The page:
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Christmas Belles off and running


HCHS Homecoming Court presented

Long wait ahead for repairs to U.S. 58

A still-swollen creek that runs under U.S. 58 at the Halifax-Pittsylvania county line has kept VDOT from fully assessing the damage to the highway from Tropical Storm Michael, but repairs…


Comets take Homecoming win





Food program, central school site discussed / December 20, 2017
Other matters to come up at Monday’s School Board meeting:

Park View High School Band Director Chris McDilda received approval for his request to designate old band instruments as surplus. However, before they are sold or disposed of, Board member Wanda Bailey asked that McDilda meet with music teachers at the other schools to see if they can be used by them for their music programs. She specifically referenced Chase City Elementary School, which asked for money in its 2019 budget to purchase instruments for the school music program.

Bain and Phyllis Cameron outlined a pilot project they plan to implement in the next few months in Mecklenburg County known as the FeedMore program.

Phyllis explained the impetus behind the program is the high number of students living in food insufficient households. There are 1,140 children in Mecklenburg County who don’t always know where they’ll get their next meal, she said adding that “We are hoping to partner with one of your elementary schools to bring a School Market Program to the county.”

Their plan, because of limited funding, is to start with one school, before expanding to the other schools in the program.

Typically, Phyllis said, they provide food ahead of weekends, usually on a Thursday. Any family that has children in the school or the school’s faculty, staff or volunteers can come get food on that date.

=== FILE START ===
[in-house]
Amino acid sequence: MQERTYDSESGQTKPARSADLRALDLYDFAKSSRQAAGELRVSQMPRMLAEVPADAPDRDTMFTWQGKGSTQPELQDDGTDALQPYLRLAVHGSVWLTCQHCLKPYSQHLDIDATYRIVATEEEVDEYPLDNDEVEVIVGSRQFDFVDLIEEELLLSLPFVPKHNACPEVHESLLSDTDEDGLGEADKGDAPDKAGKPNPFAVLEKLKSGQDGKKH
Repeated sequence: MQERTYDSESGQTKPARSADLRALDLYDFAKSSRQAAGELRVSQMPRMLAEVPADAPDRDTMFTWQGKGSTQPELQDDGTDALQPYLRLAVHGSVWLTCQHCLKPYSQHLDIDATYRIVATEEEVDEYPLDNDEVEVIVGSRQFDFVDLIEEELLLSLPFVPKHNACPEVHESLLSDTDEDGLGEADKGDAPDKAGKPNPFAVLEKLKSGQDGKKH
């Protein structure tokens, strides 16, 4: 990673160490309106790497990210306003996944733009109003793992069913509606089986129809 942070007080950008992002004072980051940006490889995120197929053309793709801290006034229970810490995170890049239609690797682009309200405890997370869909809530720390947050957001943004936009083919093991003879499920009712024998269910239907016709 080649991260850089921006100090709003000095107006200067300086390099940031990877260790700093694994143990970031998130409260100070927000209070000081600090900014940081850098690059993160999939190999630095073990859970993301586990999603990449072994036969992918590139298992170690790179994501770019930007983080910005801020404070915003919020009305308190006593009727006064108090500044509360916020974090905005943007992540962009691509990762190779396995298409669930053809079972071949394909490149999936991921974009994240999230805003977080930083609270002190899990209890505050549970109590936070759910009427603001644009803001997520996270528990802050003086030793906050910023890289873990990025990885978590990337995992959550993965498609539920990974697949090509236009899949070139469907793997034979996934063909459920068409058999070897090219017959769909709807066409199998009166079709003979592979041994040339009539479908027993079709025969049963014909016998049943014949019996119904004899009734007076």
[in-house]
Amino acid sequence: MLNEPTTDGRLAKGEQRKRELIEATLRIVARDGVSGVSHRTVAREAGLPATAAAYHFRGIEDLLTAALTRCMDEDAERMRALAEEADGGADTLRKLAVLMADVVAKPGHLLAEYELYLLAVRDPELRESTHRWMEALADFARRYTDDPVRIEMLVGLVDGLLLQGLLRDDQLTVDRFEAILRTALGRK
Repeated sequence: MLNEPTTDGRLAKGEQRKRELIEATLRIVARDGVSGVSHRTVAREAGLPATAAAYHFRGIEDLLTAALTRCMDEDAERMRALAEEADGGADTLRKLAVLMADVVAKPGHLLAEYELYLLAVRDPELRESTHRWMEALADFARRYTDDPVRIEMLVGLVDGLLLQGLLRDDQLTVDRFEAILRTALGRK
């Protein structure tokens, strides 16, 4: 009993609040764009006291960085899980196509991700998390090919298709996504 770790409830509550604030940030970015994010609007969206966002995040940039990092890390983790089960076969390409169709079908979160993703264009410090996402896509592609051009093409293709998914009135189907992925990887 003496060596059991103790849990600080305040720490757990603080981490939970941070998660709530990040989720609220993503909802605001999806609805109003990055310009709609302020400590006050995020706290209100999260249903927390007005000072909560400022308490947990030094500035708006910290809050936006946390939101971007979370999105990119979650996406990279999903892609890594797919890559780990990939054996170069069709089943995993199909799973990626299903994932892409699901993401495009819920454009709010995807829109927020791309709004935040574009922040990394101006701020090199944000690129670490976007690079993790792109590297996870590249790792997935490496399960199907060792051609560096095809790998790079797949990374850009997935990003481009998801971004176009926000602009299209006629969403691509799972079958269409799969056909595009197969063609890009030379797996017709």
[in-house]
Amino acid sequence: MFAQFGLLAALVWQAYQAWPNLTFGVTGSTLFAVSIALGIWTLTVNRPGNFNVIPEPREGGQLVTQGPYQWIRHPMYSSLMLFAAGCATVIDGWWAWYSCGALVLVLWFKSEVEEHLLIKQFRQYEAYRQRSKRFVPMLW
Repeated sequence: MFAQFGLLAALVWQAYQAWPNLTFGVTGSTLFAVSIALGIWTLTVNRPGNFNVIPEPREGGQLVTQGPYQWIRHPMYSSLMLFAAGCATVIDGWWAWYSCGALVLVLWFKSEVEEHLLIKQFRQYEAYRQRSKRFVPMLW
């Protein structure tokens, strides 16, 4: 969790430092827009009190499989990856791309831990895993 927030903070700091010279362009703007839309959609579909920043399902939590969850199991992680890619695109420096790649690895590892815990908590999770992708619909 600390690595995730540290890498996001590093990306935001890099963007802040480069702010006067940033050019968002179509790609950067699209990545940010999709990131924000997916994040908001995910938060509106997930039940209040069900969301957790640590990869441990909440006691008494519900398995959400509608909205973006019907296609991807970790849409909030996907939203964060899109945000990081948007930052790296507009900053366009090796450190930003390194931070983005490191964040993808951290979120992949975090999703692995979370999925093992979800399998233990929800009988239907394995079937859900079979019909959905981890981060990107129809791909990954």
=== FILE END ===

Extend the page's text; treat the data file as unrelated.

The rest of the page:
They set up like a farmer’s market to reduce stigma, said Phyllis and there is no means test. Most of the food they offer is fresh produce to create a healthy eating environment, but they fill in with staple items such oatmeal, peanut butter, spaghetti sauce and noodles, and also perishable foods like bread, frozen meat.

The Camerons said they expect to identify a school for their pilot project after the first of the year.

Brian Dalton, head of maintenance for the school division provided a quick update on capital improvement projects throughout the school division. The roofs at both LaCrosse and Chase City Elementary schools have been “recoated” by Affordable Roofing. Once the weather breaks, he said the company will then coat the roofs at the Central office and Clarksville Elementary School. The coating seals the roof from leaks, preserves it and extends its useful life.

The parking issue at South Hill Elementary School, which he referred to as the loop project, has been delayed, but Dalton said he hopes to get the drainage work done this winter and when temperature breaks, the project will be completed. The loop project is designed to redirect traffic in and around South Hill Elementary School in the hopes of alleviating traffic congestion.

Trane, the company hired to install energy upgrades, part of an energy performance contract has completed upgrades to the lighting and water/restroom facilities at each of the elementary schools, and they are starting to work on the new central controls.

Speaking during the public comment portion of the meeting, Bluestone High School band director Ricky Allgood implored the board to move forward with choosing the site for a new school.

“I am speaking frankly out of concern,” he said. As one who travels throughout Virginia and North Carolina, he said the Mecklenburg County Public school facilities are “the worst” of anywhere he attends.

The attitude and consensus among the public is that the board is “taking too much time. You were elected to build a new school, but one end is fighting the other jockeying for where [to site the project]. I admire what the board does, but you need to get together – vote to hire architect and you could not even agree to that ... You are not moving quick enough and it needs to be done,” said Allgood.

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